Some coun­tries, like Norway and Swe­den, long ago in­tro­duced a tax on CO2 emis­sions to re­flect a so­cial cost of $100 per ton, or even higher. Many pri­vate com­pa­nies, in­clud­ing ma­jor oil firms, have also re­cently in­tro­duced an in­ter­nal ac­count­ing cost of car­bon emis­sions to guide their de­ci­sions re­gard­ing fos­sil-fuel in­vest­ments. Do­ing so en­ables com­pa­nies to an­tic­i­pate the fi­nan­cial con­se­quences of fu­ture gov­ern­ment reg­u­la­tions and tax­a­tion.

As more coun­tries and com­pa­nies in­tro­duce car­bon pric­ing, the in­ter­nal ac­count­ing cost of car­bon emis­sions will rise, in­vest­ments in fos­sil fu­els will be­come less at­trac­tive, and in­vest­ments in low­car­bon en­ergy sys­tems will be­come more ap­peal­ing. The mar­ket sig­nals of CO2 tax­a­tion (or the cost of CO2 emis­sion per­mits) will help in­vestors and money man­agers steer clear of new fos­sil-fuel in­vest­ments. Car­bon taxes also of­fer gov­ern­ments a cru­cial source of rev­enue for fu­ture in­vest­ment in low-car­bon en­ergy.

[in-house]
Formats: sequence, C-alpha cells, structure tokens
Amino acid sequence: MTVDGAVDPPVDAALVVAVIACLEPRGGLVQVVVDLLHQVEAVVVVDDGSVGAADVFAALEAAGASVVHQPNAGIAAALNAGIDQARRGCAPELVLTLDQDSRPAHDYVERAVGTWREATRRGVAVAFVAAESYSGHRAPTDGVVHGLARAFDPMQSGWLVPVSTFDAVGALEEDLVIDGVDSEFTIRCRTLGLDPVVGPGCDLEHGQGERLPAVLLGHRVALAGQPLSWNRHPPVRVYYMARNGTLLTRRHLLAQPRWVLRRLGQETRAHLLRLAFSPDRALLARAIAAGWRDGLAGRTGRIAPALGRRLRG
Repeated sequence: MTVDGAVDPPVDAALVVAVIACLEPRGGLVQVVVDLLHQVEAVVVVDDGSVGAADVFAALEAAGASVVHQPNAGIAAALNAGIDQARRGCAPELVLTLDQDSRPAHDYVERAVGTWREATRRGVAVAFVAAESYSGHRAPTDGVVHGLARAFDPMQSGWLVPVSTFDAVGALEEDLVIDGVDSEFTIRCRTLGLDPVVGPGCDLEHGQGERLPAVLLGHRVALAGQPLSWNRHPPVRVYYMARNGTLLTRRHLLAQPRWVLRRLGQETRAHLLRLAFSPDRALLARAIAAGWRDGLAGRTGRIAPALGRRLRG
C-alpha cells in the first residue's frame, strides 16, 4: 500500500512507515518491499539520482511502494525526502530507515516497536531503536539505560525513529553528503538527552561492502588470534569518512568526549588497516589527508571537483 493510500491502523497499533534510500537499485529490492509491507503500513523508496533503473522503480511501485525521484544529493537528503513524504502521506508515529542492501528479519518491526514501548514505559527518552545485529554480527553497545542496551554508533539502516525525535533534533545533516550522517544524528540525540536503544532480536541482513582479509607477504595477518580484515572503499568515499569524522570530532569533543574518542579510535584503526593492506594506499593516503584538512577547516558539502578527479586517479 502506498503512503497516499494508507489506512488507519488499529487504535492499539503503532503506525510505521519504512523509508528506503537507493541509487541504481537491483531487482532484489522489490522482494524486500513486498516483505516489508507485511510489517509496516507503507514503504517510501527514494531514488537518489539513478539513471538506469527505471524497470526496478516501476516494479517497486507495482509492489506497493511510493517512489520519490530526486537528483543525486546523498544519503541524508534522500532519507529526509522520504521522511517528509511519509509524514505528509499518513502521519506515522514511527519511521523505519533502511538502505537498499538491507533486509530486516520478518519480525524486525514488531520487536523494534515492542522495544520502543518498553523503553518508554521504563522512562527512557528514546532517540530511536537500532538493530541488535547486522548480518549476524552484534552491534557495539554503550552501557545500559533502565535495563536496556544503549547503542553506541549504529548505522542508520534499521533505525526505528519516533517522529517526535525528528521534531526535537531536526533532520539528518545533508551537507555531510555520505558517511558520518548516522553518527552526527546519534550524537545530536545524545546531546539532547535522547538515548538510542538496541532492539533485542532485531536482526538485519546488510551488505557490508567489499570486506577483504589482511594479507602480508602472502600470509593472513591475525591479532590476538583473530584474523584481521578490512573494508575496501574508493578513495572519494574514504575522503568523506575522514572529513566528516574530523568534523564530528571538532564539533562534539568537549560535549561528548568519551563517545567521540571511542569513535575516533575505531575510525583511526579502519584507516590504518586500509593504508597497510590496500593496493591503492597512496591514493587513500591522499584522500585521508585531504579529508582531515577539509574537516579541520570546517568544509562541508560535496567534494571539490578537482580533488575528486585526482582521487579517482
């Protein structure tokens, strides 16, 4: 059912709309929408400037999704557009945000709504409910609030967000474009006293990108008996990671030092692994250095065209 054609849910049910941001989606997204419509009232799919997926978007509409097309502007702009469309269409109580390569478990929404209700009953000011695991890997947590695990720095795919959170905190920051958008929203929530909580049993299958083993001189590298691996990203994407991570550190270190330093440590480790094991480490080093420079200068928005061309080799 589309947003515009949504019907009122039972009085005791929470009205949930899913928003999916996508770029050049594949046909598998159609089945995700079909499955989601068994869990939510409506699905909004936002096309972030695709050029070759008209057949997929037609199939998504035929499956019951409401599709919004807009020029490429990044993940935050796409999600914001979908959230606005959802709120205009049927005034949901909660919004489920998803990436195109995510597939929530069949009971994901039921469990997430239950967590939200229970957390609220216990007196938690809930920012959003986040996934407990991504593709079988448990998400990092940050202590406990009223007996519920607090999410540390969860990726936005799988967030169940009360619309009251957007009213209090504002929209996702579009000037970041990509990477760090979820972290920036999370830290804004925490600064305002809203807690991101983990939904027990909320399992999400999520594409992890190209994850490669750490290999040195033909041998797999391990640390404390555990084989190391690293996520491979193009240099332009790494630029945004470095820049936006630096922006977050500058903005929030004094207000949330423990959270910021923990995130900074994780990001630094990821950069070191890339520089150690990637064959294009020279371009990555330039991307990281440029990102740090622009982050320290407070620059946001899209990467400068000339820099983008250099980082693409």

With in­ter­na­tional oil prices drop­ping – by a whop­ping $40 per bar­rel since the sum­mer – this is an ideal mo­ment for gov­ern­ments to in­tro­duce car­bon pric­ing. Rather than let the con­sumer price of oil fall by that amount, gov­ern­ments should put a car­bon tax in place.

Con­sumers would still come out ahead. Be­cause each bar­rel of oil emits roughly 0.3 tons of CO2, a car­bon tax of, say, $40 per ton or­gan­i­sa­tions like the new Green Cli­mate Fund and the re­gional de­vel­op­ment banks, they would trans­fer around $36 bln per year. By us­ing part of that money to mo­bilise pri­vate-sec­tor fi­nanc­ing, the full $100 bln of cli­mate fi­nanc­ing could be reached.

Both Big Oil and Big Fi­nance have made ma­jor mis­takes in re­cent years, chan­nel­ing funds into so­cially de­struc­tive in­vest­ments. In 2015, th­ese two pow­er­ful in­dus­tries, and the world as a whole, can start to put things right. We have within our reach the mak­ings of a new global fi­nan­cial sys­tem that di­rects sav­ings where they are ur­gently needed: sus­tain­able de­vel­op­ment and cli­mate safety, for our­selves and for fu­ture gen­er­a­tions.